Read this on The Hill.

ExxonMobil invests approximately $340 million in capital projects

Capital investment in 2017 expected to generate more than $30.6 million in sales and use tax
revenue in East and West BatonRouge Parishes.
• ExxonMobil sites hired more than 175 new employees in 2017 to supportlocal investment
• Investment provides tax base to sustain nearly 8 percentof property taxes collected in the parish.

ExxonMobil Baton Rouge capital project investments in 2017 totaled
approximately $340 million and included projects at all five local facilities. These investments
resulted in more than $30.6 million in local sales and use taxes. Projects include competitive
upgrades that help position ExxonMobil Baton Rouge to compete in the worldwide marketplace,
and do not include investments to meet regulatory requirements.

Some of these competitive project investments include:
• Plastics Plant project to improve plant water quality by installing a new unit to processplant water
• Polyolefins Plant projectto create facilities to produce products for high-density polyethylene injection
molding market
• CompetitiveRefinery projectto increase capacity for diverse,raw materials
• Chemical Plant control system modernization upgrade with state-of-the-art computer technology

“We are experiencing a narrow window of increased capital investment opportunity,” said
ExxonMobil Baton Rouge Chemicals Sites Manager Dave Luecke. “With the low cost of natural gas
in the US and the growing demand for plastics and polymers across the world, we are investing
more in new projects along the Gulf Coast. Hopefully, we will be able to bring some of this
increased investment to Baton Rouge.”

“We look to invest where there is a good business environment, predictable tax and regulatory
structure, strong transportation infrastructure and qualified workforce,” said ExxonMobil Chemical
Americas Regional Manufacturing Manager Charles Dabadie. Earlier this year, Louisiana was in
competition for the world’s largest ethylene cracker plant that would have created 600 permanent
new jobs and an additional 11,000 jobs during construction. A site in San Patricio County, TX, was
ultimately selected.

“We want Louisiana to be a strong competitor for future investment that ExxonMobil may be
considering,” Dabadie added.

According to North Baton Rouge Economic Development District Director Rinaldi Jacobs,
“ExxonMobil has a huge impact on our community – especially in North Baton Rouge. ExxonMobil
engages with our local workforce with programs like the North Baton Rouge Industrial Training
Initiative and a recent procurement expo to showcase business opportunities for diverse vendors.”
Over the past three years alone, more than a billion dollars in capital projects has been invested in
Baton Rouge area facilities. This ongoing investment helps retain jobs for more than 6,500 local
employees and contractors. Over the past five years, ExxonMobil Baton Rouge has hired more than
1,000 employees, averaging about 200 new employees annually. The company’s contractor
workforce supports multi-year capital projects and ongoing operations. Each year, about 1,900
long-term contractors provide support to ExxonMobil Baton Rouge area facilities. Hiring is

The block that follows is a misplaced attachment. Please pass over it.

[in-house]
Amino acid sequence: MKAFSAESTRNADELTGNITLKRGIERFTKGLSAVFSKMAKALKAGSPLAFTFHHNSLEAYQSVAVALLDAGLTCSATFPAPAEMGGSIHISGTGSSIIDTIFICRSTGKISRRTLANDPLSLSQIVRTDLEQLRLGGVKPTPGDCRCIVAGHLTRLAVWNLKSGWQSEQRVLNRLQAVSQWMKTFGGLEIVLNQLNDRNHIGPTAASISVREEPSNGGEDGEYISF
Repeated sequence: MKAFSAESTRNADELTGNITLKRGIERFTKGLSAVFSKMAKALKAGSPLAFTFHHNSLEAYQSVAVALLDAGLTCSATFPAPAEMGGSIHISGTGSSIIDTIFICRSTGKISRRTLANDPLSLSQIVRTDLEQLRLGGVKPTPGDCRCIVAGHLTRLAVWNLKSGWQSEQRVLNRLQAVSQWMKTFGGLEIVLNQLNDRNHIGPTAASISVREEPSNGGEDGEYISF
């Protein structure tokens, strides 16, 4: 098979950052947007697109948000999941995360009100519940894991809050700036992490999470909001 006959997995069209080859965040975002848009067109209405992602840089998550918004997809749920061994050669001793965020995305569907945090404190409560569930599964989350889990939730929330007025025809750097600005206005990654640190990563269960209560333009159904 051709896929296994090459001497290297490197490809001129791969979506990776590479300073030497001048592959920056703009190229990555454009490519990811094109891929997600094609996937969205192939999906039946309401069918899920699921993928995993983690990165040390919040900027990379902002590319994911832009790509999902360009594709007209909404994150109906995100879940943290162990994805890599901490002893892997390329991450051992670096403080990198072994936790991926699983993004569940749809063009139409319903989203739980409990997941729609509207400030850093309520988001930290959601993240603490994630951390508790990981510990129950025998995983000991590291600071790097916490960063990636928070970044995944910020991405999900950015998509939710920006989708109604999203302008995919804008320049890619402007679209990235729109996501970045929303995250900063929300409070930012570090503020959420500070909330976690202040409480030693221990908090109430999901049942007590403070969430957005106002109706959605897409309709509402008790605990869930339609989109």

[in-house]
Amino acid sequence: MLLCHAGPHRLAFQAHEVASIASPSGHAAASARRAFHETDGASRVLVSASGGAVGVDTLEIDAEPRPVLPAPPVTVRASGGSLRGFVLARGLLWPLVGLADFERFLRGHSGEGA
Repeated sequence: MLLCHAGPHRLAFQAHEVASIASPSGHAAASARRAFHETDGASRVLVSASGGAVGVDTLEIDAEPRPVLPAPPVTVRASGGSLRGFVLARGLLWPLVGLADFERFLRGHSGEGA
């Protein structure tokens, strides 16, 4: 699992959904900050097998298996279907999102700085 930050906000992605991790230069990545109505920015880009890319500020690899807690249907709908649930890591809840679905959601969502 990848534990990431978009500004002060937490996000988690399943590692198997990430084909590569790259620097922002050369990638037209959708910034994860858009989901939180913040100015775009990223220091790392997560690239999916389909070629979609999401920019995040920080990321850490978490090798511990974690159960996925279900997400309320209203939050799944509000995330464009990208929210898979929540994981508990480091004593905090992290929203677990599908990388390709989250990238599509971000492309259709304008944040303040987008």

currently at unprecedented levels to support the Growing the Gulf initiative, ExxonMobil’s 10-year
investment in new Gulf Coast facilities.

“It’s all about quality jobs,” said Eddie Rispone, co-founder and chairman of Baton Rouge-based ISC
Constructors. On average, ISC employs about 300 local crafts persons and supervisors at
ExxonMobil on a permanent, full-time basis. “These hard-working men and women are able to
make a good living and provide for their families. Continued investment by companies like
ExxonMobil is critical to the growth and stability of our local and state economies.” Rispone added.
Over the next 10 years, about $2 billion in property tax payments will roll back onto parish tax
books from the previous decade’s increased investment. This will result in more than $105 million in
in total taxes with $49.4 million going to the school system, $38.9 million to the Parish, and $16.8
million to the Sheriff’s Department.

Over the past five years, ExxonMobil paid nearly $200 million in taxes to East Baton Rouge Parish,
which translates to about 7.8 percent of the total property tax in the parish and 9 percent of the
revenue for the school system, city and sheriff’s department.

Cenac Marine barge to help train students

via Houma Today

Houma-based Cenac Marine has donated a refurbished oil and gas tank barge to South Louisiana Community College for training students.

“This is a joint venture with the state to allow better training and hands-on practical experience of a working 30,000-barrel tank barge,” said Benny Cenac, CEO of Cenac Marine Services. “This is a benefit for our industry. Not just Cenac Marine, but for the entire Gulf Coast area to have a place locally to train deckhands.”

This donation at a Nov. 14 ceremony is another major step in the partnership between Lafayette-based South Louisiana Community College and Cenac Marine. The company has also set up simulators in Morgan City for educational training and it is working on doing the same in Houma.

Natalie Harder, chancellor of South Louisiana Community College, said the college and the maritime industry is fortunate to have Cenac and his company to help further education in south Louisiana.

“With how embedded maritime is in this region and how important it is, the fact that there are visionaries like Mr. Cenac who can see how it is through working together we can make everyone greater. People who are trained on this barge won’t just come to work here, but it’s all about the community and keeping this industry alive. … They’ll go to work throughout the industry,” Harder said.